When I first heard about climate change and its predicted effects on Earth, like many people, I thought it was the stuff of science fiction. We’ll be long gone by the time that happens, I told myself. But now that a glacier has melted in Iceland, Isle de Jean Charles, an island in the Louisiana bayou, is sinking and several islands in the South Pacific are losing increasingly large amounts of surface area to rising seas and ferocious storms, I reversed my thinking. Drastic differences in weather patterns have already begun to alter Earth’s landscape.
Scientists sounded the alarm years ago. During the 1990s, the viewpoint that Earth’s climate system transforms gradually shifted to the idea that weather conditions are much more volatile and can mutate rapidly. Researchers warned that extremes in atmospheric patterns would lead to changes in average temperatures as well as the onset of droughts, floods and extreme heat that would result in poverty for hundreds of millions of people.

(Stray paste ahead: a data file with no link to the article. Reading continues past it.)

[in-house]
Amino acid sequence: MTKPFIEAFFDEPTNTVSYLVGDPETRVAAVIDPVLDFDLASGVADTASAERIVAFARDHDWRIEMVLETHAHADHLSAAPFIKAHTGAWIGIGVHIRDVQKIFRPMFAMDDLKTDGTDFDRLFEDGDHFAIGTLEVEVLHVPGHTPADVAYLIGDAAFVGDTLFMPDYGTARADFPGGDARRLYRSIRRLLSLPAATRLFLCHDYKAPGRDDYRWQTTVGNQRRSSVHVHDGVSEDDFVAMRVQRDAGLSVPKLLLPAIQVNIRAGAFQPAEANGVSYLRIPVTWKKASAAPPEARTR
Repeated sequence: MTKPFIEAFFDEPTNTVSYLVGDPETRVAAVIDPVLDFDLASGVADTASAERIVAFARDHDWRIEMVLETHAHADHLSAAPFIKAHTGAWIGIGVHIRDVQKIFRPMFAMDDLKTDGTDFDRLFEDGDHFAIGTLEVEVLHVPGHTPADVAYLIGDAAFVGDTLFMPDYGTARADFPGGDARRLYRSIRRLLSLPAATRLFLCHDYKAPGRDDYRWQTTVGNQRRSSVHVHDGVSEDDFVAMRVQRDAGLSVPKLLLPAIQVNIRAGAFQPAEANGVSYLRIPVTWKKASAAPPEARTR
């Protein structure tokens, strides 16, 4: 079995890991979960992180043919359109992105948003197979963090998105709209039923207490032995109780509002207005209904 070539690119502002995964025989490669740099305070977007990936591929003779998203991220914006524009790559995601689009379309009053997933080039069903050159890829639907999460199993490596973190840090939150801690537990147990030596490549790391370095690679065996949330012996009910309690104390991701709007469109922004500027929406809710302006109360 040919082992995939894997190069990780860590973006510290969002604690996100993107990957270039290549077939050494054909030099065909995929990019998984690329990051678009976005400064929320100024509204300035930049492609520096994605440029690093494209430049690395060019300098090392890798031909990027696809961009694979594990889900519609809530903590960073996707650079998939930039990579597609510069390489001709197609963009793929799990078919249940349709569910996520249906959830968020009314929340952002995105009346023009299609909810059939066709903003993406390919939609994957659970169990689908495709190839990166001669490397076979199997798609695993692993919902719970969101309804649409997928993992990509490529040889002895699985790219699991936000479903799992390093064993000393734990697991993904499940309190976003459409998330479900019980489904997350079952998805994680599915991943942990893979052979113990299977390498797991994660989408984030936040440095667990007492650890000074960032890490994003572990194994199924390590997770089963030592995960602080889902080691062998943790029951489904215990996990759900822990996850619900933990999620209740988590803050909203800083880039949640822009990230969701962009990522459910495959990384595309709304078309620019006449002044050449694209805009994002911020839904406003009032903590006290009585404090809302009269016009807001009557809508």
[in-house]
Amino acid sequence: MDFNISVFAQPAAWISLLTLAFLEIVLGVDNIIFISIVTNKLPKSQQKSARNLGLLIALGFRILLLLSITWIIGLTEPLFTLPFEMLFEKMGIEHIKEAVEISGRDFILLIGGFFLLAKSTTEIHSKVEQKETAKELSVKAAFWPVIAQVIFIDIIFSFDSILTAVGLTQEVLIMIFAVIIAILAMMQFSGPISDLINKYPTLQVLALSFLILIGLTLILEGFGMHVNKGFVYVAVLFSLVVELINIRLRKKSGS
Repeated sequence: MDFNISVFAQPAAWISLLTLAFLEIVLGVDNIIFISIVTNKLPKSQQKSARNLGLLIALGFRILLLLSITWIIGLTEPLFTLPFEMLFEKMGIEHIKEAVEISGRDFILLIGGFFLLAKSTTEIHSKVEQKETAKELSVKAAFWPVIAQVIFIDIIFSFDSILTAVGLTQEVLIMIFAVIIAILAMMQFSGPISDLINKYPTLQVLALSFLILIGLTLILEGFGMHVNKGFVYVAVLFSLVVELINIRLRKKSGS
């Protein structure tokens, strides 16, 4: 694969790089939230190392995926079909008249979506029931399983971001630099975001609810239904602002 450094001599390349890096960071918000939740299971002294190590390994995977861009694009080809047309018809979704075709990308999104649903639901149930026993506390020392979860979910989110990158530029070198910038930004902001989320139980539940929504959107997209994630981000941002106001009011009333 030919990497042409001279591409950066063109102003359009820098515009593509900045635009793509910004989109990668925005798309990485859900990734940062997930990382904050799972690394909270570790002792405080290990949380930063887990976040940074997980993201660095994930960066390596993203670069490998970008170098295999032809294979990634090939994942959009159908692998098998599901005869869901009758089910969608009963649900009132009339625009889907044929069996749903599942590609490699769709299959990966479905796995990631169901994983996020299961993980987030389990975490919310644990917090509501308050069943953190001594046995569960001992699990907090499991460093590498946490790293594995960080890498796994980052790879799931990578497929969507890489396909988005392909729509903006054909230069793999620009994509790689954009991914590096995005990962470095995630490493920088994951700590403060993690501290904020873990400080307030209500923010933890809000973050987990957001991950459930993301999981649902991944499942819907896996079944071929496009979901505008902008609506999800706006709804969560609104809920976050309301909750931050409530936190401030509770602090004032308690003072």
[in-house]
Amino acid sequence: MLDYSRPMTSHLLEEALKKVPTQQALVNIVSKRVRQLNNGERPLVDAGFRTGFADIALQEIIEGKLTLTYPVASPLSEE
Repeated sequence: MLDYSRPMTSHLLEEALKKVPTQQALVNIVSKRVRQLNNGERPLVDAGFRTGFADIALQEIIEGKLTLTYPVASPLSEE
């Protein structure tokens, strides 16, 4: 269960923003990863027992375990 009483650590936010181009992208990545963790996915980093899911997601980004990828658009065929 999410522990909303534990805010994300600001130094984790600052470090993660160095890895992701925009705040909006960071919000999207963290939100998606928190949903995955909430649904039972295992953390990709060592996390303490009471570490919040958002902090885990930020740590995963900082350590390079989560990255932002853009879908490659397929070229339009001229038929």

Evidence gathered from tree rings, ice cores, sediment and other sources confirms how widely, rapidly—sometimes after just one decade—and unexpectedly Earth’s climate can change.
Triggered by both natural occurrences and human activity, these conditions can take place so rapidly that people have difficulty adapting to the changing environment. Understandably, then, downplaying or ignoring climate change and making no effort to address the issue would set the stage for disaster.
Unfortunately, disaster seems imminent. In the Amazon—the world’s largest rainforest—industrial activities such as mining, logging and agricultural projects drive ongoing deforestation, which has already resulted in destructive fires that threaten millions of species of plant and animal life.
This will influence weather in the region and throughout the world in ways that researchers have yet to learn. The role of trees in climate change is complicated; experts contend that our leafy friends can both promote and protect against global warming. While scientists wrestle with these conundrums, however, temperatures worldwide continue to rise, as do the escalating numbers of natural disasters related to climate change.
Realistically, there are no quick and easy fixes. According to scientists, communities ought to prioritize learning how to adapt so that people can survive.
This means pumping more money into researching the causes, patterns and effects of climate change in order to develop better methods, models and tools to accurately predict and plan for
its ongoing effects.